Impeachment and SCOTUS Update

by Mary Ellen Daneels, Civics Instructional Specialist
This week, the eyes of the nation turned to the Senate as the impeachment trial for former President Donald J. Trump began. Student questions about power, process, justice, free speech, and sedition are sure to emerge as the proceedings continue over the next weeks.

Dr. Steven D. Schwinn, Professor of Law at John Marshall Law School at the University of Illinois-Chicago joined Illinois Civics for a webinar this week to help address questions many classrooms have over this second impeachment trial. Dr. Schwinn also provided an update on the current Supreme Court of the United States (SCOTUS) term with cases for classrooms to watch that address free association and freedom of speech. If you missed the webinar, a recording is available in the Webinar Archives.

The Illinois Civics Instructional Coaches share their favorite resources to teach about SCOTUS:

Jason Artman from Mendota shares, “PBS Learning Media has a number of lessons on the Supreme Court, many linked to PBS videos as well. This lesson addresses the importance of precedent at the Supreme Court, a topic I’ve found I really need to explain to students as they struggle with the idea that the Supreme Court does not operate like courts on the Law and Order TV series.” Jason also created a US Supreme Court Analysis Guide for students to use to research a case for an in-depth discussion.

Christopher Johnson from Oneida likes Landmark Cases from Street Law. “This is a great tool to look at key cases from the past. The cases have multiple levels of reading level for differentiation.” For more advanced students, Chris uses Oyez.

Bonnie Laughlin-Schultz from Charleston has several recommendations:
  • I like SCOTUS Blog to follow the current term, and also get a quick sense of the role of amicus briefs, etc. by looking at actual cases in the works.
  • I have also used some of iCivics resources around the Supreme Court. I like Supreme Interpreters in particular.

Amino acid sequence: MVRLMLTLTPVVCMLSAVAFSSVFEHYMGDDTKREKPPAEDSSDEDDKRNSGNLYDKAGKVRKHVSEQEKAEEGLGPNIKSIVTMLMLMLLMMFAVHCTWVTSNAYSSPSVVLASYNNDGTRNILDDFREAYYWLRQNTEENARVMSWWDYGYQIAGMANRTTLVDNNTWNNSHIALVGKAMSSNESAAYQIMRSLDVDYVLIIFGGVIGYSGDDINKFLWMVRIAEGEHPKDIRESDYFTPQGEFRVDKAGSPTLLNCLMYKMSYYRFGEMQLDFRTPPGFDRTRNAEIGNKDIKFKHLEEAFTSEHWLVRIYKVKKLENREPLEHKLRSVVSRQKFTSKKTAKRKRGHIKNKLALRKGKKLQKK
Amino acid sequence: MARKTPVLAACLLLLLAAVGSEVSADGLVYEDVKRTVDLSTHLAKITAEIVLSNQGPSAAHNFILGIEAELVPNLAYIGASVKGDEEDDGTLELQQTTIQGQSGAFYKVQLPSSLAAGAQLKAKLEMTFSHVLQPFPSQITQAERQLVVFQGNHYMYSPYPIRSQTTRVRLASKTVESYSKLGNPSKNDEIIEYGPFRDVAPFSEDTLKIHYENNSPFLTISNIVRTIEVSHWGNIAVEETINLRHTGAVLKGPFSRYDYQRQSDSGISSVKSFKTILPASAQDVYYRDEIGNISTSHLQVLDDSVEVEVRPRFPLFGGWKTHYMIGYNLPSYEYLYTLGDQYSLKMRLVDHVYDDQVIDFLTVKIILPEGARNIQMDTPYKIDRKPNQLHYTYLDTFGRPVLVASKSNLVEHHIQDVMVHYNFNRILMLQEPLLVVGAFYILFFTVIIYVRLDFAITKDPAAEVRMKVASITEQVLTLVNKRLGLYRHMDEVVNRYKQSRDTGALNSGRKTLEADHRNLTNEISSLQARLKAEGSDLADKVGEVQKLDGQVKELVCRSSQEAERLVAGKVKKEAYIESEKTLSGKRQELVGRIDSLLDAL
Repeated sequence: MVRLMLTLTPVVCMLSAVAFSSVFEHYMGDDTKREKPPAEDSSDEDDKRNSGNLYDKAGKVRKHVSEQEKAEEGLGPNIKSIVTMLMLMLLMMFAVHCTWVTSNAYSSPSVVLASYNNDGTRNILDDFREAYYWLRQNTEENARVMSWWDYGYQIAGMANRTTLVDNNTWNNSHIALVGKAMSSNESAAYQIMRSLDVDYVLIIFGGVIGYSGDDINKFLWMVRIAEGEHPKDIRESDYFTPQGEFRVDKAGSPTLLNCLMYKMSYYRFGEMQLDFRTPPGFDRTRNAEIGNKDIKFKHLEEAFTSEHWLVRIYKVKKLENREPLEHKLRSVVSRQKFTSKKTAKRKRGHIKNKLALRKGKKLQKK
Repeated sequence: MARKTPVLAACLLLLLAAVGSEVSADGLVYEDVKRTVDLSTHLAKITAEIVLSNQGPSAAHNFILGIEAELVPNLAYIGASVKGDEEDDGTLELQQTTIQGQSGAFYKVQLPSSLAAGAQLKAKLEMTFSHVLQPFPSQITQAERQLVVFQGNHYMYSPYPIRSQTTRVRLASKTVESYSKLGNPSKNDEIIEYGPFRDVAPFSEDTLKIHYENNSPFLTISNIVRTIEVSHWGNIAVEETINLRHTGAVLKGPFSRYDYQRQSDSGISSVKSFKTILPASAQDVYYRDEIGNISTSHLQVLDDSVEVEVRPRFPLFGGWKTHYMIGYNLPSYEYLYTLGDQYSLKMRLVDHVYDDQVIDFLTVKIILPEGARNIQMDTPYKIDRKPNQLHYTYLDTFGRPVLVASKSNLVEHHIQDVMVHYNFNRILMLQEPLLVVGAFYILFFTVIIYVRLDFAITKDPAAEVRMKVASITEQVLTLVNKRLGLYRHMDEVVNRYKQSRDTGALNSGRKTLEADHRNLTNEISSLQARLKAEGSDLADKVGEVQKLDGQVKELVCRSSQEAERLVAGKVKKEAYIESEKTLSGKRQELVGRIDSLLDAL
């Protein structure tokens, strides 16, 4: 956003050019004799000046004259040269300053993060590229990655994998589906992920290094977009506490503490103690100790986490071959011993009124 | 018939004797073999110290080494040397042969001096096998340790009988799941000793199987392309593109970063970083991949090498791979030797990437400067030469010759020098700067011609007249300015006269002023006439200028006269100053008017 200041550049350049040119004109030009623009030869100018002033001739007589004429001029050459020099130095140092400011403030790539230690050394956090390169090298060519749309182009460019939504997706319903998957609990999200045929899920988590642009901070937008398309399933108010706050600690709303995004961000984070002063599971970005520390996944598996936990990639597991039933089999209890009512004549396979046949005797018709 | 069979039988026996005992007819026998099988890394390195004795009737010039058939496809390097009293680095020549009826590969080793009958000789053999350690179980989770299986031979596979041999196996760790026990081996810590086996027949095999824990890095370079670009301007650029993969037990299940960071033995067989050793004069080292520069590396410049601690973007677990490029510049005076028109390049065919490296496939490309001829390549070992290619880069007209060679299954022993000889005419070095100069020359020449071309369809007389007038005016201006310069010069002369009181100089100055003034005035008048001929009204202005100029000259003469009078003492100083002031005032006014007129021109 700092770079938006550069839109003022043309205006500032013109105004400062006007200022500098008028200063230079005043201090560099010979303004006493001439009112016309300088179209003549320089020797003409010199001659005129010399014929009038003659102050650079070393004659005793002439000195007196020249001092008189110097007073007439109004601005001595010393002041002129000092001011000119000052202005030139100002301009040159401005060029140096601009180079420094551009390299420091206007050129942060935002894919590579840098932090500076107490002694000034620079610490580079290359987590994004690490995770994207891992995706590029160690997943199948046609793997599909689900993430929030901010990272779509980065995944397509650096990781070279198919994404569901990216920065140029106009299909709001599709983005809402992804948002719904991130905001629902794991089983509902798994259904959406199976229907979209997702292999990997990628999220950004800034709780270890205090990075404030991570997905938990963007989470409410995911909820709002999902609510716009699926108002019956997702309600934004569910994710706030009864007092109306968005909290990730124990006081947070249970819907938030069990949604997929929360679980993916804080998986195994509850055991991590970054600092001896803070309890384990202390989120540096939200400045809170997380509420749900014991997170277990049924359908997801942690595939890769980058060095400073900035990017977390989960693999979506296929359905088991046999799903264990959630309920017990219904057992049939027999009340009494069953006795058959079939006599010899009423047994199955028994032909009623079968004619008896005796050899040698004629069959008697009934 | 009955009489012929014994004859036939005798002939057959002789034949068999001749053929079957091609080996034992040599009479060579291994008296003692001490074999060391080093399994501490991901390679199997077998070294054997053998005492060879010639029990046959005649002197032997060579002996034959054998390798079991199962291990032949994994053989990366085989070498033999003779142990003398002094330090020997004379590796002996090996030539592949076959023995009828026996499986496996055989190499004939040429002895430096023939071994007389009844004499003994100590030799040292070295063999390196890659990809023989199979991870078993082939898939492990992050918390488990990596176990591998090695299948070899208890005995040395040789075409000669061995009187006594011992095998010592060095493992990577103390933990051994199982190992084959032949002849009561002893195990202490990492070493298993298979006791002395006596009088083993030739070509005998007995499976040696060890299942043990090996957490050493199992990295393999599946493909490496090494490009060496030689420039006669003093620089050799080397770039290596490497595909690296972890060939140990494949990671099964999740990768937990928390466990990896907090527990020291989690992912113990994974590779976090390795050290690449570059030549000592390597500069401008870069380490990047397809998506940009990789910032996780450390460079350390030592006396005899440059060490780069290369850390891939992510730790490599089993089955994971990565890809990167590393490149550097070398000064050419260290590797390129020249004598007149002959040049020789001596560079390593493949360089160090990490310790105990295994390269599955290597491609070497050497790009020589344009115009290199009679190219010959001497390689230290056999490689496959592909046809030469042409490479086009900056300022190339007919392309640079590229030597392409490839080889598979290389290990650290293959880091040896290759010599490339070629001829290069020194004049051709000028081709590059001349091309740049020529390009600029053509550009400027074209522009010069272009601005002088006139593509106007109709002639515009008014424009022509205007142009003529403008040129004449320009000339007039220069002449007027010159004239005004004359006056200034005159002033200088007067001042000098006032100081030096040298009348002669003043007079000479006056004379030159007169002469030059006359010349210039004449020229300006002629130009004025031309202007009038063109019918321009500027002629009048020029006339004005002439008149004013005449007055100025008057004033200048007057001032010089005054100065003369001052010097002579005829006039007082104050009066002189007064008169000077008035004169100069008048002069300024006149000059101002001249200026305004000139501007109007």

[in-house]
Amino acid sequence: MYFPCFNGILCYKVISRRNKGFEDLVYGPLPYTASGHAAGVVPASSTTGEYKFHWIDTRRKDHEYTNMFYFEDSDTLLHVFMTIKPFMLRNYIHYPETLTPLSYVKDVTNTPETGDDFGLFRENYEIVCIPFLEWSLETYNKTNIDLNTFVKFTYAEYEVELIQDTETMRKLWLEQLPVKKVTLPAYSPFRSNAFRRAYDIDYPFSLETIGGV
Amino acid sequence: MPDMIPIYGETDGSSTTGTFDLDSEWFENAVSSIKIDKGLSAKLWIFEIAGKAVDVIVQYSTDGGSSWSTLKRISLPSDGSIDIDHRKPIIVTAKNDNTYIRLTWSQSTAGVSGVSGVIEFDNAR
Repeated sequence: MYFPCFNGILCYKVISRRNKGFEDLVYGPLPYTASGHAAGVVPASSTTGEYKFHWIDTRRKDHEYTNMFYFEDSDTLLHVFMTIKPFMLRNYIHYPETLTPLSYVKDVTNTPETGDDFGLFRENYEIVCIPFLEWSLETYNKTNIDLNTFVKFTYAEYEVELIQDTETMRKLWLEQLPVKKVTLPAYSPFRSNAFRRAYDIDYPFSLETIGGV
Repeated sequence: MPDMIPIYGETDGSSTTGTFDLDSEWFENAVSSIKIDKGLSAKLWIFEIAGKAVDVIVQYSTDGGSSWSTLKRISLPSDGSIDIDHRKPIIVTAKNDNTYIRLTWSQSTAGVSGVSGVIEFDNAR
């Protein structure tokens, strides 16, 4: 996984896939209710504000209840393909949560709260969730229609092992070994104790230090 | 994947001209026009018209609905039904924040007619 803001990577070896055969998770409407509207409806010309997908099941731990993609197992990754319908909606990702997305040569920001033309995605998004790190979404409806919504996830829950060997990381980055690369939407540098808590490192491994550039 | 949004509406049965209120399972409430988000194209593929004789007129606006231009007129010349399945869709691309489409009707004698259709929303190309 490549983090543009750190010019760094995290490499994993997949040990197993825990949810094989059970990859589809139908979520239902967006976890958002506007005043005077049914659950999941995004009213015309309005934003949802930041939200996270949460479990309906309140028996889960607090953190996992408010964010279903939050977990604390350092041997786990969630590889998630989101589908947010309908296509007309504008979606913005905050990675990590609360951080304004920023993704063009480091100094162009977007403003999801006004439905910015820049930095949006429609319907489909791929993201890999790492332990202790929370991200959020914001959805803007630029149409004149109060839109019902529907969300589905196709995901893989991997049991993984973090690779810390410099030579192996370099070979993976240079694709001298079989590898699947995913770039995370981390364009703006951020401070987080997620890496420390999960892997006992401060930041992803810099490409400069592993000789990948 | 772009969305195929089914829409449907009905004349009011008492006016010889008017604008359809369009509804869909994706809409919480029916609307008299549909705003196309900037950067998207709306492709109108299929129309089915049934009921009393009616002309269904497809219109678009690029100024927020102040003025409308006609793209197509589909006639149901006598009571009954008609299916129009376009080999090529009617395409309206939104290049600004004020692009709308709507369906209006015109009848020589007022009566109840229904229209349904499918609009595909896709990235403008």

• If anyone would want to look at the recent Flowers v. Mississippi case, especially useful given its discussion of race in the criminal justice system, 60 Minutes did a great interview with the now-free Curtis Flowers, and the In the Dark series about his is amazing — detailed information on jury selection in particular. (Street Law also has materials on that case from last year).
Heather Monson from East Moline is a Constitutional Law fan and has a plethora of ideas:
  • Do your students love graphic novels? Why not use a graphic novel from the Supreme Court of Ohio to help your students understand court proceedings and cases. Graphic novels include topics young teens are interested in such as bullying, jury duty, and a friend who breaks a gaming system.
  • US Courts offers lesson plans, interactive games, videos, and is an excellent resource for the basics about the court. It offers interesting resources for educators and informative sites for students.
  • Read, Write, Think has an excellent lesson on Civil Liberties and the Supreme Court. This is a great place to seek ways for students to dig deeper into civil liberties.
  • What about asking a local judge to visit your classroom? They could zoom into your class! Here is some information from the Constitutional Rights Foundation to help your student prepare for a guest speaker. 
  • Annenberg Classroom is an excellent resource for videos, podcasts, and small summaries of various aspects of the Constitution and SCOTUS. This is a link to many of the cases they offer with videos, summaries, and connections. 
  • Women Who Shaped The Court is a great way to examine how the court has been influenced by its female judges.
Logan Ridenour from Dupo likes SCOTUS in the Classroom from Street Law because “it provides teachers with relevant cases that are currently in the court. These are student-friendly and are resourced in a way that makes conducting a moot court approachable for students.”

Corie Yow from Chatham points to the following resources: To help address student questions about the violence at the Capitol and impeachment, visit our toolkit for The First 100 Days. We will be adding more resources as they become available, so keep checking back.

What resources are you using to address impeachment and SCOTUS in your classroom? Please comment below. Together, we can prepare all students for college, career, and civic life.

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